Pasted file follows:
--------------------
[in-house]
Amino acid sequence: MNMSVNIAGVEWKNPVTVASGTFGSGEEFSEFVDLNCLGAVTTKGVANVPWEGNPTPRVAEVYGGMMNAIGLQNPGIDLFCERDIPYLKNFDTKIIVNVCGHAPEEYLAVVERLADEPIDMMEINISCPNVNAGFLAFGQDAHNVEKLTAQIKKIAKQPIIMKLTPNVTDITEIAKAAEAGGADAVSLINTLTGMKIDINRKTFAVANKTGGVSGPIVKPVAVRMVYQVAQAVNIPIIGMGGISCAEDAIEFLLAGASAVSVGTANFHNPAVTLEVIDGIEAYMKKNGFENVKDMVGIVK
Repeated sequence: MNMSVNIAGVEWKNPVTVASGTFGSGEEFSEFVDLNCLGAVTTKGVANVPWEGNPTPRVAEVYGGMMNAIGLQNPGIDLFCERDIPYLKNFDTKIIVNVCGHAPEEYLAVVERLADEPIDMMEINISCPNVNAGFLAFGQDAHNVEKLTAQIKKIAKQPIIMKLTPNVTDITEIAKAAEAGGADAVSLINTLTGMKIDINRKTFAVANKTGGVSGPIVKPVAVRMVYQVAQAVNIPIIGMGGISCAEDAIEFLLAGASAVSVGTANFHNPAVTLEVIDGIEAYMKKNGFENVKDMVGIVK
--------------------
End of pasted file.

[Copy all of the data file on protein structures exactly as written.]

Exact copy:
[in-house]
Amino acid sequence: MNMSVNIAGVEWKNPVTVASGTFGSGEEFSEFVDLNCLGAVTTKGVANVPWEGNPTPRVAEVYGGMMNAIGLQNPGIDLFCERDIPYLKNFDTKIIVNVCGHAPEEYLAVVERLADEPIDMMEINISCPNVNAGFLAFGQDAHNVEKLTAQIKKIAKQPIIMKLTPNVTDITEIAKAAEAGGADAVSLINTLTGMKIDINRKTFAVANKTGGVSGPIVKPVAVRMVYQVAQAVNIPIIGMGGISCAEDAIEFLLAGASAVSVGTANFHNPAVTLEVIDGIEAYMKKNGFENVKDMVGIVK
Repeated sequence: MNMSVNIAGVEWKNPVTVASGTFGSGEEFSEFVDLNCLGAVTTKGVANVPWEGNPTPRVAEVYGGMMNAIGLQNPGIDLFCERDIPYLKNFDTKIIVNVCGHAPEEYLAVVERLADEPIDMMEINISCPNVNAGFLAFGQDAHNVEKLTAQIKKIAKQPIIMKLTPNVTDITEIAKAAEAGGADAVSLINTLTGMKIDINRKTFAVANKTGGVSGPIVKPVAVRMVYQVAQAVNIPIIGMGGISCAEDAIEFLLAGASAVSVGTANFHNPAVTLEVIDGIEAYMKKNGFENVKDMVGIVK